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Demos

Demonstrations provide researchers and practitioners with an exciting and interactive opportunity to present their systems, artifacts and/or research prototypes, either at a regular session or at the technical exhibition. In any case, it is required to avoid a commercial format, even if the demo consists of presenting a business product or service. Instead, the presentation should focus on technical aspects.
Any written support materials may be distributed locally but not published in the proceedings. Authors who already present a paper at the conference may apply for a demonstration, to complement but not to replace their paper presentation. Demonstrations can also be made by sponsor companies or as a mixed initiative involving researchers and industrial partners.
Demonstrations are based on an informal setting that encourages presenters and participants to engage in discussions about the presented work. This is an opportunity for the participants to disseminate practical results of their research and to network with other applied researchers or business partners.



Concerning the format of the demo, we can accommodate it either as a demonstration in a booth (physical area of 4 sq. meter, with a table and 2 chairs) at the exhibition area, as a poster or as a 20 min oral presentation at a session especially set up for demonstrations. It is also possible to organize the presentation of the same demo in more than one format. Please contact the event secretariat.



Modeling security with TTool and SysML-Sec


Lecturer

Ludovic Apvrille
LTCI, Télécom ParisTech, Université Paris-Saclay
France
 
Brief Bio
Ludovic Apvrille obtained his M.Sc. in Computer Science, Network and Distributed Systems specialization in 1998 from ENSEIRB and ISAE. He then completed a Ph.D. in 2002, in the Department of Applied Mathematics and Computer Science at ISAE, in collaboration with LAAS-CNRS and Alcatel Space Industries (now, Thalès Alenia Space). After a postdoctoral term at Concordia University (Canada), he joined LabSoc in 2003 as an assistant professor at Telecom ParisTech, in the Communication and Electronics department. He obtained his HDR (Habilitation à Diriger les Recherches) in 2012. His research interests focus on tools and methods for the modeling and verification of embedded systems and Systems-on-Chip. Verification techniques target both safety and security properties. He's the inventor and the main contributor of the open-source UML/SysML toolkit named TTool. He's the team leader of the LabSoC.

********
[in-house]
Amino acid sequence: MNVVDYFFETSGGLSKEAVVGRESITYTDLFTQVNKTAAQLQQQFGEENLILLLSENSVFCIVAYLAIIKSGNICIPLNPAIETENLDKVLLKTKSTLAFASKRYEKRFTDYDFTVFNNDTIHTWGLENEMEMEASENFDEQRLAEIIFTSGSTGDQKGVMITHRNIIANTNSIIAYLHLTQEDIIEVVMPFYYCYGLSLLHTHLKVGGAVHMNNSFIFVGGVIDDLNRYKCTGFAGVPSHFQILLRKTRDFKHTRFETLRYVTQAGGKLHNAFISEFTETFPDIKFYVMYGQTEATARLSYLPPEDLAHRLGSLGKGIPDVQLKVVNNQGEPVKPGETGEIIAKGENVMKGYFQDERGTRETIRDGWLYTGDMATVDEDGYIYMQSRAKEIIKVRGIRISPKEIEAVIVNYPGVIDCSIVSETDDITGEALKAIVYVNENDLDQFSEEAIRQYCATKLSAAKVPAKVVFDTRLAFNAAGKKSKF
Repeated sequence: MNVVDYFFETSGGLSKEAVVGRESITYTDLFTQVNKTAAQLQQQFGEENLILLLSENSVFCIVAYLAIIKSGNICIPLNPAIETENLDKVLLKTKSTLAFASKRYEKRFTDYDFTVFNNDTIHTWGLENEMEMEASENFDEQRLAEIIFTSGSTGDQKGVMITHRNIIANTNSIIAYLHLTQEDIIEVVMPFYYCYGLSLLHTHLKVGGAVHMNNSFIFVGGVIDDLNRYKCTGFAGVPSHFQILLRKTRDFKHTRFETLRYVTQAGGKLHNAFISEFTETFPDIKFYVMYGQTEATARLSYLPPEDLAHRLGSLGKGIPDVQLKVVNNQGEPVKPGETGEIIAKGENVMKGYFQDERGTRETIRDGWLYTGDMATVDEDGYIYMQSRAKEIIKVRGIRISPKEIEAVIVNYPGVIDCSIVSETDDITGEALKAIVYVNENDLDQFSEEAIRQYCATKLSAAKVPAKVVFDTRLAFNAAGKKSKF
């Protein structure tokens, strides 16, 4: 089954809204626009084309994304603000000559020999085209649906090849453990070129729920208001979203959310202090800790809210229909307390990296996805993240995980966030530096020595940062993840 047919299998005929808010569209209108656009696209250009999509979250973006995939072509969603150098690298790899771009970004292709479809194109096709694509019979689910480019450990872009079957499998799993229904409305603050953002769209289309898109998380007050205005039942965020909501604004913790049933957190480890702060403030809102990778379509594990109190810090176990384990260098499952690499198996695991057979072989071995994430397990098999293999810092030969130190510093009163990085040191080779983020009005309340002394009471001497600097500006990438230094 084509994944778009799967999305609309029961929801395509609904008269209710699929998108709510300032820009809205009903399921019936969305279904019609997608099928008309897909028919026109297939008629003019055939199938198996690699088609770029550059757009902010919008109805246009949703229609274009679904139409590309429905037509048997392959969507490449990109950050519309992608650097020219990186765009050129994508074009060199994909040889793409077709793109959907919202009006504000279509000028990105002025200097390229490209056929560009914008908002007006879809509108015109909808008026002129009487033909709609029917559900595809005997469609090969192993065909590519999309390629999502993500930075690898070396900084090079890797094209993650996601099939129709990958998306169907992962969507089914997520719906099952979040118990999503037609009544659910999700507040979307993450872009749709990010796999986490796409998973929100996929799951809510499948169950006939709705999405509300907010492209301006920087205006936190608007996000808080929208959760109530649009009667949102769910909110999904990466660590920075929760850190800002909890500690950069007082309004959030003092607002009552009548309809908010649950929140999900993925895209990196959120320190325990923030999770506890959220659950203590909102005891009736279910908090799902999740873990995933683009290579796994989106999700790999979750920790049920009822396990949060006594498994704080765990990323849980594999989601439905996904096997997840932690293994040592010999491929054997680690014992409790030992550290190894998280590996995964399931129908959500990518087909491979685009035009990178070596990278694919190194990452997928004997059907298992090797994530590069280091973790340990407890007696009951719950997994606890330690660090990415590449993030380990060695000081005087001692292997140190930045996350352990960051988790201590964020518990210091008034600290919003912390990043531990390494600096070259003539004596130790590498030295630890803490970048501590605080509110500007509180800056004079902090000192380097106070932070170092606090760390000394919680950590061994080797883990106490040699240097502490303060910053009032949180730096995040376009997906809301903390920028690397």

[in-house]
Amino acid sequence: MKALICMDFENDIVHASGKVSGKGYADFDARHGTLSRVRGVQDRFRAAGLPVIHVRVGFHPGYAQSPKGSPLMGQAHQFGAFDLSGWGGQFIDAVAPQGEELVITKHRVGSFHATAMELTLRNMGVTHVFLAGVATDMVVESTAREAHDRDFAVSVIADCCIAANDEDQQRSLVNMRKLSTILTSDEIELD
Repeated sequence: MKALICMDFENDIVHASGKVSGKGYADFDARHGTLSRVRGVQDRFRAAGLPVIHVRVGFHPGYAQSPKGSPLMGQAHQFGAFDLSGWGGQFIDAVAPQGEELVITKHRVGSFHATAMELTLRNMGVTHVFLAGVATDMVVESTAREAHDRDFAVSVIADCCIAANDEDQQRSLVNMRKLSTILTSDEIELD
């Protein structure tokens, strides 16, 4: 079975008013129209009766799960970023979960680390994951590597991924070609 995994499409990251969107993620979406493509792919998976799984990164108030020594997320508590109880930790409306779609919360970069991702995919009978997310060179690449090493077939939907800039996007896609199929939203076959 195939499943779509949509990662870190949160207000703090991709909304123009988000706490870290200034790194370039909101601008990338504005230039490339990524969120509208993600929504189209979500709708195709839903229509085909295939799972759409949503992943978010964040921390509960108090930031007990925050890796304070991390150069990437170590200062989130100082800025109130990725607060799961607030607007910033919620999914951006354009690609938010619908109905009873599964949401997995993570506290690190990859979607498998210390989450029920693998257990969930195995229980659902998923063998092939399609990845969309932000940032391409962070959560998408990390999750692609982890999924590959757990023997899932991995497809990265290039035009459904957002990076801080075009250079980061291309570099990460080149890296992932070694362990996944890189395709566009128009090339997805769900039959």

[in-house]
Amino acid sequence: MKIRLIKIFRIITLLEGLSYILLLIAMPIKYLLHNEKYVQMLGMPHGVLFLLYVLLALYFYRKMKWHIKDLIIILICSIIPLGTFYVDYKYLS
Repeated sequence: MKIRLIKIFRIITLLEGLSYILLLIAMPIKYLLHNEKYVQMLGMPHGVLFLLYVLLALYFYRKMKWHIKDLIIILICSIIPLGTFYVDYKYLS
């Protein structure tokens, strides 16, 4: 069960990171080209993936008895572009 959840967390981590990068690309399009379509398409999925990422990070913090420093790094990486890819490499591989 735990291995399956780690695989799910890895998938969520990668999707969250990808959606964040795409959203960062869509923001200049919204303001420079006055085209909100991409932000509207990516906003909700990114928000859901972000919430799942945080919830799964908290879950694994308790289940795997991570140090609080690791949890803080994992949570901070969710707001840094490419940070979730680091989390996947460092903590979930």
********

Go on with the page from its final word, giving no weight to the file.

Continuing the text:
SysML-Sec is a SysML-based environment for the design of embedded systems with safety and security features. SysML-Sec targets both the software and hardware components of these systems, and is fully supported by the free and open-source toolkit: TTool. Many projects and case studies have already been modeled with SysML-Sec ranging from automotive systems, drone systems, information systems (e.g., the analysis of malware targeting banking systems), industrial systems (Analysis of SCADA malware), and more generally, security protocols. The demonstration will present the main features of TTool/SysML-Sec, and will then introduce the capability of TTool to model and validate, from a security point of view, a well-know security protocol (HTTPS).

Secretariat Contacts
e-mail: modelsward.secretariat@insticc.org

MetaEdit+: Tool Support for Collaborative and Concurrent Metamodeling and Modeling


Lecturer

Juha-Pekka Tolvanen
MetaCase
Finland
 
Brief Bio
Juha-Pekka Tolvanen is the CEO of MetaCase and co-founder of the DSM Forum. He has been involved in model-driven development and tools, notably metamodeling and code generators, since 1991. He has acted as a consultant world-wide for modeling language development, authored a book on Domain-Specific Modeling (Wiley, 2008), and written over 70 articles for various software development magazines and conferences. Juha-Pekka holds a Ph.D. in computer science from the University of Jyväskylä, Finland (best national dissertation award 1999). He received his Master's degree (econ.) in 1990 and Licentiate degree in 1994. He is also an adjunct professor (docent on software development methods) at the University of Jyväskylä.
Almost all software development activities require collaboration, and model-based software development is no exception. In modern model-based development collaboration comes on two levels. First, developers want to create, edit and check the same shared specifications, with minimal time taken away from the actual work by things like handling conflicts, running diff and merge activities, and fighting with tools. Second, language developers defining modeling languages, generators, notations, checks etc. want to collaborate in a similar way. In this demonstration we show functionality developed into MetaEdit+ tooling that aims to support both levels of collaboration. We start demo with collaborative language creation (metamodeling) part, showing how several persons can define the same modeling language definition at the same time – and how language users may try out the language when it is been defined. The same is then done for collaborative language use (modeling): several developers can edit the same specification and even the same diagram and element there at the same time. We conclude by inspecting how this kind of collaboration enables scalability in terms of multiple engineers, multiple languages, large models, and transformations.

Secretariat Contacts
e-mail: modelsward.secretariat@insticc.org

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